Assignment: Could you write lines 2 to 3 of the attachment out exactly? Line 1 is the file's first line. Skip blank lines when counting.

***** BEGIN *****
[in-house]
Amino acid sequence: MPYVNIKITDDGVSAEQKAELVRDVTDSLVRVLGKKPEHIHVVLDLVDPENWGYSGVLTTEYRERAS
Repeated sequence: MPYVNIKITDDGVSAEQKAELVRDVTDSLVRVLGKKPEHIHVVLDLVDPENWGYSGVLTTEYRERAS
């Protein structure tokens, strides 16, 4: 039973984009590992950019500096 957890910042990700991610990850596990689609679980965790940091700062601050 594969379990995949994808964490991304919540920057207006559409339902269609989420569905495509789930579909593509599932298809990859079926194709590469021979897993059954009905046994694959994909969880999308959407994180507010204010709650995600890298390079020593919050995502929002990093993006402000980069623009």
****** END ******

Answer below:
Amino acid sequence: MPYVNIKITDDGVSAEQKAELVRDVTDSLVRVLGKKPEHIHVVLDLVDPENWGYSGVLTTEYRERAS
Repeated sequence: MPYVNIKITDDGVSAEQKAELVRDVTDSLVRVLGKKPEHIHVVLDLVDPENWGYSGVLTTEYRERAS